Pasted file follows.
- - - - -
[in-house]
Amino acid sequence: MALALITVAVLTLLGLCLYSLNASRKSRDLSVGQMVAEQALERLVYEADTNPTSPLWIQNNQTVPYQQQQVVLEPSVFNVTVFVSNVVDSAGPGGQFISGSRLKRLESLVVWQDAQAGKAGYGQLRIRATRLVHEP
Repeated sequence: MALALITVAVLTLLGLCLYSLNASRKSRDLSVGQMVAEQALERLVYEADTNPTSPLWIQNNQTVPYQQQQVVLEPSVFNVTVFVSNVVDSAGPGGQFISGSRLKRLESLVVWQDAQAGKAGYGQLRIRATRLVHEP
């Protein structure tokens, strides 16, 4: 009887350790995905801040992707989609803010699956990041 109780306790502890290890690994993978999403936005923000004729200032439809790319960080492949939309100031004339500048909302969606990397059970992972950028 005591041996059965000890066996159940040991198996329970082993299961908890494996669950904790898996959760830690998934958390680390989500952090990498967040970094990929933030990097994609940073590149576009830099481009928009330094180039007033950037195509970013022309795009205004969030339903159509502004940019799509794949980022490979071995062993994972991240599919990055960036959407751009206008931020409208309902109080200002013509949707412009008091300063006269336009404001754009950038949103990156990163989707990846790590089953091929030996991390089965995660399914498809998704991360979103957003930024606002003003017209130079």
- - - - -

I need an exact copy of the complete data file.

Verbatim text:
[in-house]
Amino acid sequence: MALALITVAVLTLLGLCLYSLNASRKSRDLSVGQMVAEQALERLVYEADTNPTSPLWIQNNQTVPYQQQQVVLEPSVFNVTVFVSNVVDSAGPGGQFISGSRLKRLESLVVWQDAQAGKAGYGQLRIRATRLVHEP
Repeated sequence: MALALITVAVLTLLGLCLYSLNASRKSRDLSVGQMVAEQALERLVYEADTNPTSPLWIQNNQTVPYQQQQVVLEPSVFNVTVFVSNVVDSAGPGGQFISGSRLKRLESLVVWQDAQAGKAGYGQLRIRATRLVHEP
């Protein structure tokens, strides 16, 4: 009887350790995905801040992707989609803010699956990041 109780306790502890290890690994993978999403936005923000004729200032439809790319960080492949939309100031004339500048909302969606990397059970992972950028 005591041996059965000890066996159940040991198996329970082993299961908890494996669950904790898996959760830690998934958390680390989500952090990498967040970094990929933030990097994609940073590149576009830099481009928009330094180039007033950037195509970013022309795009205004969030339903159509502004940019799509794949980022490979071995062993994972991240599919990055960036959407751009206008931020409208309902109080200002013509949707412009008091300063006269336009404001754009950038949103990156990163989707990846790590089953091929030996991390089965995660399914498809998704991360979103957003930024606002003003017209130079």